This weekend we got the opportunity to go to Closkelt, the base I originally applied to, but has recently been closing itself down (which is why I am presently in Belfast, not Closkelt). I got out of the van and faced the most beautiful view I’ve ever seen. Think stereotypical Ireland: rolling hills, sheep grazing, and the most stunning sunset. All the stress from the past week seemed to melt away. It was beautiful. Needless to say, I have close to a thousand pictures of the same view (including my first 9 of Diamonds shot, Benjamin!). Closkelt is about 40 minutes outside of the city. We went from Sunday night until Tuesday afternoon. We still attended lectures, as the speaker this week is Mike Oman, who used to be on staff at YWAM Closkelt and conveniently lives a few houses down the road. So Monday and Tuesday he spoke there, and for the rest of the week he’ll be out in Belfast to finish. He is speaking on the Father heart of God. He is such a powerful speaker. We were told beforehand by Jonny Clark, the head of YWAM Ireland and the man running our DTS, that his expectations for this week were pretty high, as this week is usually a pivotal point for many people in their DTS. So far, I see what he means. I’m anticipating what the rest of this week holds for us...
On Friday, we were told that the Outreach phase was now going to be 2 different teams. One would be going to South Africa, and the other, to Israel and Palestine. We were told to pray about our decision, and we would have to make a choice on Tuesday. However, our choice wasn’t necessarily going to be absolute, as the staff is praying about it also, and if they feel we’ve made the wrong decision, they’ll approach us. Still, I’m terrified. I feel like it’s such a huge decision. And I don’t want to choose for selfish reasons. Hopefully we’ll find out our Outreach teams by the end of this week. I’ll be sure to let you know ASAP. Until then, I still don’t know how much the outreach phase is going to cost me. The cost will differ on the place, plus they haven’t solidified the plans as to where we’ll stay, etc. The uncertainty continues to be a stress for me. Another injustice I feel since being here is that I’ve been here for 14 days, and I have yet to eat fish and chips. This is a huge issue to me. Pray for the abundance of fish in my near future. Tartar sauce too, if you don’t mind.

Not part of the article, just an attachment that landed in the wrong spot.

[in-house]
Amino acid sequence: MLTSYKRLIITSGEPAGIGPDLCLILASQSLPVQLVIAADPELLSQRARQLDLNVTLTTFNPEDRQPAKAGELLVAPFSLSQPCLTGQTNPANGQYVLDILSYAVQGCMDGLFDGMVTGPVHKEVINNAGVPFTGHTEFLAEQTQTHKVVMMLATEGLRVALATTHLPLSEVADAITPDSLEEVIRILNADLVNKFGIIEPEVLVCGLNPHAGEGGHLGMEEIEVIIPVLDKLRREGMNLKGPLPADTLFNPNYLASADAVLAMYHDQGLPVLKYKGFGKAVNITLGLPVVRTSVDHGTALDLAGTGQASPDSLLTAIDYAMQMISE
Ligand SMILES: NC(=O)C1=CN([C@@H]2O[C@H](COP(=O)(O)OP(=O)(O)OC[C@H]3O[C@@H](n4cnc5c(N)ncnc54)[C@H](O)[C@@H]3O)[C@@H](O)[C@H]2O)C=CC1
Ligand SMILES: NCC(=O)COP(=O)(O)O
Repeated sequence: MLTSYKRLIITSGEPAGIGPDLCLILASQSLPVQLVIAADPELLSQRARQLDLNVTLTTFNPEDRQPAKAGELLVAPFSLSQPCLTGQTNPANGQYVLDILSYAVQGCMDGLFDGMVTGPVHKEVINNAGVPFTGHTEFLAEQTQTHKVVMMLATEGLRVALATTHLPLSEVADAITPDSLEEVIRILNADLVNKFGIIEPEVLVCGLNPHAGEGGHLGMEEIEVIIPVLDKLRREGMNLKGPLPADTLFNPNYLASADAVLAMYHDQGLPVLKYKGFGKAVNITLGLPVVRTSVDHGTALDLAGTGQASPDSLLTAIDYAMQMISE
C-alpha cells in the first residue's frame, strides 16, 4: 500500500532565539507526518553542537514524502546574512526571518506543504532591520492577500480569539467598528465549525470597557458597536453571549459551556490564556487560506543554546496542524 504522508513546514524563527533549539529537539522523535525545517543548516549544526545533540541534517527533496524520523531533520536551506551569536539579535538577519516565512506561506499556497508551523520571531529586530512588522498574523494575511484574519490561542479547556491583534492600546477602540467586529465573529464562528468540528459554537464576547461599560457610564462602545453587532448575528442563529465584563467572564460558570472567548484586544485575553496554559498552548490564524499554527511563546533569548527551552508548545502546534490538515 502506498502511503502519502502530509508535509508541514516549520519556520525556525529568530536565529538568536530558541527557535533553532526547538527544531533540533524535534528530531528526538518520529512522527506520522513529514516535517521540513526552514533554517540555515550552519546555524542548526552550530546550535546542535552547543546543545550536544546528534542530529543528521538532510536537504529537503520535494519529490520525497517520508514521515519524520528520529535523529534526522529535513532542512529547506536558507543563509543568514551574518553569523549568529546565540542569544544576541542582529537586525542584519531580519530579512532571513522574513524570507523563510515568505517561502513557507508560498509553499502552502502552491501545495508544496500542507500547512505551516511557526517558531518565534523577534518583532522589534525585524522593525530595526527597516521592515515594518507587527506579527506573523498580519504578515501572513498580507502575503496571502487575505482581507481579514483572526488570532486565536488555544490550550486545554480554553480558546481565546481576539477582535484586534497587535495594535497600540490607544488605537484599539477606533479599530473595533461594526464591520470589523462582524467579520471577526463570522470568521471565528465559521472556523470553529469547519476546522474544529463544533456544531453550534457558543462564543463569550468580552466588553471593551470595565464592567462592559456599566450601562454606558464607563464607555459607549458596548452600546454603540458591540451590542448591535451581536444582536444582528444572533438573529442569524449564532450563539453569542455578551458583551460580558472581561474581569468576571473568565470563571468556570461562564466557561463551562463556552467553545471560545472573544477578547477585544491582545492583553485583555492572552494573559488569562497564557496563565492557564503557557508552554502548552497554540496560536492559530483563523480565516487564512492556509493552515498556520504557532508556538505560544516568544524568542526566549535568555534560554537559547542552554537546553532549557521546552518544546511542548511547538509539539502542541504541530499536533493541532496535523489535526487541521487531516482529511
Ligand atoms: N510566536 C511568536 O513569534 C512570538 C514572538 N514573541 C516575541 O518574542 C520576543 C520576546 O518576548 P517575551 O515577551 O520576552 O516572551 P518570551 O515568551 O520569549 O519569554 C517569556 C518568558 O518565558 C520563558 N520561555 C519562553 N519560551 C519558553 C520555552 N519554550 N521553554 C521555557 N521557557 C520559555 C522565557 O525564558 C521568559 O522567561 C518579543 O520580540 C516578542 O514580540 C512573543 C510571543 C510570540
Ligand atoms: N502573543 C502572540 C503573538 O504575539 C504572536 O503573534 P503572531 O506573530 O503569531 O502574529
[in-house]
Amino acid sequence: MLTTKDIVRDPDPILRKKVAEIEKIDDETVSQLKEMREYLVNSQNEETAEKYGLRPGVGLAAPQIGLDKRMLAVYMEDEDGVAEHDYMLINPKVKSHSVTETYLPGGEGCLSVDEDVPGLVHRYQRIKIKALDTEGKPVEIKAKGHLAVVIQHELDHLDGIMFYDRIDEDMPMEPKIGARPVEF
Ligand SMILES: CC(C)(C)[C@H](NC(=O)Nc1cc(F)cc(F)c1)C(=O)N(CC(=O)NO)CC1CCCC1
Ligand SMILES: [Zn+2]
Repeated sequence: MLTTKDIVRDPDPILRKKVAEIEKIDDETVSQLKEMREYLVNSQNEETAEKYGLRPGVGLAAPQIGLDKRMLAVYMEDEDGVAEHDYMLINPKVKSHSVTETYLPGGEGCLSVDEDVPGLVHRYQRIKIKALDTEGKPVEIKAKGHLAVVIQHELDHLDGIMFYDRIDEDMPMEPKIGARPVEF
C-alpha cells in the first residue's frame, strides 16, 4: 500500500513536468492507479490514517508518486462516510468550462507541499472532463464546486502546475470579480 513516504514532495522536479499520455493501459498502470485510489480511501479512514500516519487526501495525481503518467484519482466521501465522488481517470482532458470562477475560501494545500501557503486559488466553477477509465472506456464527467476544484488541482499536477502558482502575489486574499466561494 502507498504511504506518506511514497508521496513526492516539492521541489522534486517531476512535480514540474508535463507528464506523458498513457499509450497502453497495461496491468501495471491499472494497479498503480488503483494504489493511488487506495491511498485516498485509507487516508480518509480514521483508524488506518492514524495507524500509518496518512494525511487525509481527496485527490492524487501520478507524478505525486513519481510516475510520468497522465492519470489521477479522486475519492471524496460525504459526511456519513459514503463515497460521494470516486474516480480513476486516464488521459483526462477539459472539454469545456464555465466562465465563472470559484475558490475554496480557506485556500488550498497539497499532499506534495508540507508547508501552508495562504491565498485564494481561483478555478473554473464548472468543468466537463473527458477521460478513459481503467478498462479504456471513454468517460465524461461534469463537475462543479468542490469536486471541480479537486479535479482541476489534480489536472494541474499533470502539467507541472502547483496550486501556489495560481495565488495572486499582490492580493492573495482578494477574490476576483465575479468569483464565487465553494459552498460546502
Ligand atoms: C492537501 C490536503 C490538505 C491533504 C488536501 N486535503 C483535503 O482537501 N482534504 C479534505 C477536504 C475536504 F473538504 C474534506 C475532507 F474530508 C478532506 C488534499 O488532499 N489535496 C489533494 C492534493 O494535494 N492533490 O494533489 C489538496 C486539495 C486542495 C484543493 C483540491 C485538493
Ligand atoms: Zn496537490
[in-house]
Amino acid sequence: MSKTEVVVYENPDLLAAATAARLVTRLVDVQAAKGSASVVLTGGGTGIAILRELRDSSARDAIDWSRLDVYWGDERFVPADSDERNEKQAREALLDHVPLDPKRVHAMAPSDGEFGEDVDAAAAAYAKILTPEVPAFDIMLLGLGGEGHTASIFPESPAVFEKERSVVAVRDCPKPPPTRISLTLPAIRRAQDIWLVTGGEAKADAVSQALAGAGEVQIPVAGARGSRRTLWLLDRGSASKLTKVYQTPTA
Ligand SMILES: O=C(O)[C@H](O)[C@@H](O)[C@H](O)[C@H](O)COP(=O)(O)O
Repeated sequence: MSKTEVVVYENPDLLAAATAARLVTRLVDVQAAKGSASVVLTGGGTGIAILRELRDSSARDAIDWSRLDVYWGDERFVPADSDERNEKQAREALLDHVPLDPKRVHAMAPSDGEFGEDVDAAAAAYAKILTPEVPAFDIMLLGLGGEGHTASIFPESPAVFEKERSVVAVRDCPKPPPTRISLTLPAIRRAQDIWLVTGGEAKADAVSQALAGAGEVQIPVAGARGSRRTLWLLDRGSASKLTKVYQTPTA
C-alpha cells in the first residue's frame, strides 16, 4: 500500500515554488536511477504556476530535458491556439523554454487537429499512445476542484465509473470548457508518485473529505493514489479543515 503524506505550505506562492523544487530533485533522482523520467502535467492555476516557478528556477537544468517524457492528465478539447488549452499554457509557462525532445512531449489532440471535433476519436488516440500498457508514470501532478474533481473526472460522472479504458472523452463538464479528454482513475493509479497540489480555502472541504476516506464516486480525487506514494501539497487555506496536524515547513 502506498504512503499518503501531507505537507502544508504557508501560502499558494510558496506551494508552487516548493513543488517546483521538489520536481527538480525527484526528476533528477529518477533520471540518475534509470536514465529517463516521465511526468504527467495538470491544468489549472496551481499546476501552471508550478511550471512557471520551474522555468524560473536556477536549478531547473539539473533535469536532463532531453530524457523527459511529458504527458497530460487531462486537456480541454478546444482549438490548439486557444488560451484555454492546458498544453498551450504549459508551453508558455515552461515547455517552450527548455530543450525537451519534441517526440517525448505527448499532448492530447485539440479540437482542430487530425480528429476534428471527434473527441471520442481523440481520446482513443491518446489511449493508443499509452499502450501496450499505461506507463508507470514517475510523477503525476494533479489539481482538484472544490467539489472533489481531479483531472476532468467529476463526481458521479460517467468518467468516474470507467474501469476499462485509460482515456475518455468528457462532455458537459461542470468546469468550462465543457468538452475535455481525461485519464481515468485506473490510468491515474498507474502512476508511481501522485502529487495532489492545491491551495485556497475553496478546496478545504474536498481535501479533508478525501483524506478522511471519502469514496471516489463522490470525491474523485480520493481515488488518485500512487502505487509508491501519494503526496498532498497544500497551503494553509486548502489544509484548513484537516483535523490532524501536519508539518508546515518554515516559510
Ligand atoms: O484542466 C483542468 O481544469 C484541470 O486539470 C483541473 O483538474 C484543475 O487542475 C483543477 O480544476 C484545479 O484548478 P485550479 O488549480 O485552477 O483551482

Well, over 1,300 words later, I hope I have satisfied anyone’s questions about what I’ve been up to these past couple weeks. I have come up with the ingenious idea that I could write my updates at the house, then post it to my blog when I go to the office, instead of taking so much time trying to write it there. I know, right? It took me two weeks to figure out that logic. Good thing I graduated.
For those of you who want to write me a letter and/or send me some goodies (hint hint), my mailing address is as follows:
32 Townsend Street
Belfast, Northern Ireland.
Cheers, Loves. J